On-line Book
Cover book to Battling for Manassas: The Fifty-Year Preservation Struggle at Manassas National Battlefield Park. [Image of cannon in the battlefield]
Battling for Manassas: The Fifty-Year Preservation Struggle at Manassas National Battlefield Park


Table of Contents




Chapter 1

Chapter 2

Chapter 3

Chapter 4

Chapter 5

Chapter 6

Chapter 7

Chapter 8

Chapter 9

Chapter 10

current topic Chapter 11


Appendix I

Appendix II

Appendix III

Appendix IV

Appendix V (omitted from on-line edition)

Appendix VI

Appendix VII

Appendix VIII

Chapter 11
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More Battles


The Horse and the Mouse

The Virginia piedmont region "has soaked up more of the blood, sweat and tears,...has bred more founding fathers, inspired more soaring hopes and ideals and witnessed more triumphs and failures, victories and lost causes" than any other piece of the nation's landscape, wrote Yale University historian C. Vann Woodward. "If such a past can render a soil 'sacred,' this sliver is the perfect venue." These words, written in response to the Walt Disney Company's 1993 proposal to build a history theme park 3.5 miles from the Manassas National Battlefield Park, helped give a national perspective to a local land-use battle. [1]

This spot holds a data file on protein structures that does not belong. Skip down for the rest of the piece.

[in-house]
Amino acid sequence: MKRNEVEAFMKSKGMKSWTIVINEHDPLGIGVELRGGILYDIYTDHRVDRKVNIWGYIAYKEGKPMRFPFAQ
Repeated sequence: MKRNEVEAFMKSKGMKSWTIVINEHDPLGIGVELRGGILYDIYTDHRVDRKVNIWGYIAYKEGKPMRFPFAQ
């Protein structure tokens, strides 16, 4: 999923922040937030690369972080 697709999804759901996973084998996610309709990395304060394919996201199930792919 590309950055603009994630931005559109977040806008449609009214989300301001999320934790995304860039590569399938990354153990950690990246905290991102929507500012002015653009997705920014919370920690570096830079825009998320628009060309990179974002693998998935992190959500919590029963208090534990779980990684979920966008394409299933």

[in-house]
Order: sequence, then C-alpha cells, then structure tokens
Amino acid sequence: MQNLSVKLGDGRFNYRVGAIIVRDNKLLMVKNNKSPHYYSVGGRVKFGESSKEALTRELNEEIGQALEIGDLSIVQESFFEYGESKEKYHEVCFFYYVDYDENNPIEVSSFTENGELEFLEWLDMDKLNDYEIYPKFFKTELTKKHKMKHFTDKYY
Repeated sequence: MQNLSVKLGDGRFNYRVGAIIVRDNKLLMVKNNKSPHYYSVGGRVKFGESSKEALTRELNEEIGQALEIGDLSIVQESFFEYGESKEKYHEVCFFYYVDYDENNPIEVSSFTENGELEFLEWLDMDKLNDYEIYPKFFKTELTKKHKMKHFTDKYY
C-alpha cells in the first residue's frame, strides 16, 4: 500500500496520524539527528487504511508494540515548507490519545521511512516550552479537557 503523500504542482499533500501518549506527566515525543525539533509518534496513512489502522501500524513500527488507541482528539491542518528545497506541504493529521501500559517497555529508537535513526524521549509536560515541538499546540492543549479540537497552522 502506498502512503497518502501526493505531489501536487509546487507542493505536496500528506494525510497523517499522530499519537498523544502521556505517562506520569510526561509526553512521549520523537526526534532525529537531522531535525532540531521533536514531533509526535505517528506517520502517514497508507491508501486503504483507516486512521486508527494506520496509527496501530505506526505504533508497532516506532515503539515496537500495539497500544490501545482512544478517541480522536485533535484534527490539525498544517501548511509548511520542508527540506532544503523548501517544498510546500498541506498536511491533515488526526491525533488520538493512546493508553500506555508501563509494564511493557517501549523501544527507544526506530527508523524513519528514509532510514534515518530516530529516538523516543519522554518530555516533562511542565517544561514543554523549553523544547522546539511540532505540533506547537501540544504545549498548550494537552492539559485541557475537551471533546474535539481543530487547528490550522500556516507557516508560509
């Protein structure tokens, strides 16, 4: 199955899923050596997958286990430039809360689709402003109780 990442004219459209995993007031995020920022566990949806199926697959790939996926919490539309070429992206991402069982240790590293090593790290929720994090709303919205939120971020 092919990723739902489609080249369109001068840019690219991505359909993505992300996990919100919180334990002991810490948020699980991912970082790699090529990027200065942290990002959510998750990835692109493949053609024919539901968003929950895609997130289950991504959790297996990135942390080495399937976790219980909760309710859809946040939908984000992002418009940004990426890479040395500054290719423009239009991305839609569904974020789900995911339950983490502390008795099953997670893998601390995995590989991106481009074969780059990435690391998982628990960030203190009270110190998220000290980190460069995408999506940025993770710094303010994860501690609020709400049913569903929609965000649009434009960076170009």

The proposed site for the Disney theme park lacked historic significance and its lands had never been identified for acquisition in Manassas battlefield park. But Disney's America, as it would have been called, represented a very real threat to places like the battlefield park. Urban sprawl with its encroaching residential developments, office complexes, retail centers, and service facilities have been slowly advancing on rural areas. In most cases, its appearance attracts little notice beyond local preservationists and park officials who want to minimize visual and environmental disruption. The battles are usually fought in local zoning board meetings. The Disney proposal brought the urban sprawl issue to national attention and helped educate Americans about its effects.

CONTINUED continued


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